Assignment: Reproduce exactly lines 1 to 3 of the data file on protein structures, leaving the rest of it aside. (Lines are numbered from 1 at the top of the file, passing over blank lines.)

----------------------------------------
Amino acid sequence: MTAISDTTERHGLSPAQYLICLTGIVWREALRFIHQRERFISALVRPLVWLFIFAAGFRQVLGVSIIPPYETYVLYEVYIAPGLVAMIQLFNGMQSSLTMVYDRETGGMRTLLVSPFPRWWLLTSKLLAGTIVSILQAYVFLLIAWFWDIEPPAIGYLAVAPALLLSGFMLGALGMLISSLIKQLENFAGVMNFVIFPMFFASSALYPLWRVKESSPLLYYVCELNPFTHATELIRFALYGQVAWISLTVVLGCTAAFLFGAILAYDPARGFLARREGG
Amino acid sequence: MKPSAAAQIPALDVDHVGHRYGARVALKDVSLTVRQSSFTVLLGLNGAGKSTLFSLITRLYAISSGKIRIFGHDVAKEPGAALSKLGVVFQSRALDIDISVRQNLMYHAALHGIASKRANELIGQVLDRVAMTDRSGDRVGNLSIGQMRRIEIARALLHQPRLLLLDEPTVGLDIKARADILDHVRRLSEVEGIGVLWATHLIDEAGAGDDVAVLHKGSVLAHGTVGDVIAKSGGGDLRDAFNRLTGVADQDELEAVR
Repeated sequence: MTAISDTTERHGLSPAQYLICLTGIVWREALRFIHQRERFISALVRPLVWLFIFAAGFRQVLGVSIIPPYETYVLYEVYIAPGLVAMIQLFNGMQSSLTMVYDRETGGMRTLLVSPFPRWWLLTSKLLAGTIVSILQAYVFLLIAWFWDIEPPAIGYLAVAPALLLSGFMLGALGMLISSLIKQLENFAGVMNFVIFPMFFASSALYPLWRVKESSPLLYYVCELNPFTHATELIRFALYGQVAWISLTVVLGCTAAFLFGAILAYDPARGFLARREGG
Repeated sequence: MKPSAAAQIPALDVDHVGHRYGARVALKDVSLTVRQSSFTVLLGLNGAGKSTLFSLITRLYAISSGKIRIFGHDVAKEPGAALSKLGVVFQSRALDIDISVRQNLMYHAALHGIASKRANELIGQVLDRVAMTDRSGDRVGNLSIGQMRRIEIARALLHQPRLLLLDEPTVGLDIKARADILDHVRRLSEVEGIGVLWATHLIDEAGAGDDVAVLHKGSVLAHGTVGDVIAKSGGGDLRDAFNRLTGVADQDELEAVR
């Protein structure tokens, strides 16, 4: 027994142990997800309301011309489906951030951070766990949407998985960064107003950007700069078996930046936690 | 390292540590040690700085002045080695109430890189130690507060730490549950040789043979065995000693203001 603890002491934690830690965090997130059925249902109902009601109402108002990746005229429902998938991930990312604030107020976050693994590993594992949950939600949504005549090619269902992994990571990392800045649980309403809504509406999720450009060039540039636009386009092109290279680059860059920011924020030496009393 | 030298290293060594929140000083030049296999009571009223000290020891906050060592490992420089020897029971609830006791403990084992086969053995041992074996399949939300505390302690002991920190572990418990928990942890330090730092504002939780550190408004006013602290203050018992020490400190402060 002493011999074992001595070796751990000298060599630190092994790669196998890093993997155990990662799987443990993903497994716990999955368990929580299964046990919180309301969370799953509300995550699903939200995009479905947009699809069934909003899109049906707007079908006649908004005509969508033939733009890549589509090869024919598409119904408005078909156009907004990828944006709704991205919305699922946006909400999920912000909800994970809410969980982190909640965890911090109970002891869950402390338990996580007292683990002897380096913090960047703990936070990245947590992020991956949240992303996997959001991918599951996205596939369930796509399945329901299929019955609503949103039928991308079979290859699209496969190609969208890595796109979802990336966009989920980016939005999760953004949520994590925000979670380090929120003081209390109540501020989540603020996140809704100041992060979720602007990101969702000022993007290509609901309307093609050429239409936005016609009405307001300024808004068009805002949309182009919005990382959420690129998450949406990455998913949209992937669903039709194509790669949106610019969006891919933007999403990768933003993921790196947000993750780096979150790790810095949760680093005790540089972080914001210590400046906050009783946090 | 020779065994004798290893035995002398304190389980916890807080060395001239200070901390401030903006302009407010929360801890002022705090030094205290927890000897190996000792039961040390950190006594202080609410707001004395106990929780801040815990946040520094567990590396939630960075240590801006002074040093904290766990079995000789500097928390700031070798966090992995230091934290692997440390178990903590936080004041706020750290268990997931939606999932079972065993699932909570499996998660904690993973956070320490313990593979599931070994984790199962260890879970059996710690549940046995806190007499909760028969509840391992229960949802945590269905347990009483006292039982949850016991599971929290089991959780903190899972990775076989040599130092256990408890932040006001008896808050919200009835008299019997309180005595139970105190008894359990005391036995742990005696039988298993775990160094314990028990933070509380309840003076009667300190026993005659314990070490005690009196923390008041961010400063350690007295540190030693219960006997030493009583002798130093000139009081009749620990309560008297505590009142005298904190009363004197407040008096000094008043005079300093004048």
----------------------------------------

Amino acid sequence: MTAISDTTERHGLSPAQYLICLTGIVWREALRFIHQRERFISALVRPLVWLFIFAAGFRQVLGVSIIPPYETYVLYEVYIAPGLVAMIQLFNGMQSSLTMVYDRETGGMRTLLVSPFPRWWLLTSKLLAGTIVSILQAYVFLLIAWFWDIEPPAIGYLAVAPALLLSGFMLGALGMLISSLIKQLENFAGVMNFVIFPMFFASSALYPLWRVKESSPLLYYVCELNPFTHATELIRFALYGQVAWISLTVVLGCTAAFLFGAILAYDPARGFLARREGG
Amino acid sequence: MKPSAAAQIPALDVDHVGHRYGARVALKDVSLTVRQSSFTVLLGLNGAGKSTLFSLITRLYAISSGKIRIFGHDVAKEPGAALSKLGVVFQSRALDIDISVRQNLMYHAALHGIASKRANELIGQVLDRVAMTDRSGDRVGNLSIGQMRRIEIARALLHQPRLLLLDEPTVGLDIKARADILDHVRRLSEVEGIGVLWATHLIDEAGAGDDVAVLHKGSVLAHGTVGDVIAKSGGGDLRDAFNRLTGVADQDELEAVR
Repeated sequence: MTAISDTTERHGLSPAQYLICLTGIVWREALRFIHQRERFISALVRPLVWLFIFAAGFRQVLGVSIIPPYETYVLYEVYIAPGLVAMIQLFNGMQSSLTMVYDRETGGMRTLLVSPFPRWWLLTSKLLAGTIVSILQAYVFLLIAWFWDIEPPAIGYLAVAPALLLSGFMLGALGMLISSLIKQLENFAGVMNFVIFPMFFASSALYPLWRVKESSPLLYYVCELNPFTHATELIRFALYGQVAWISLTVVLGCTAAFLFGAILAYDPARGFLARREGG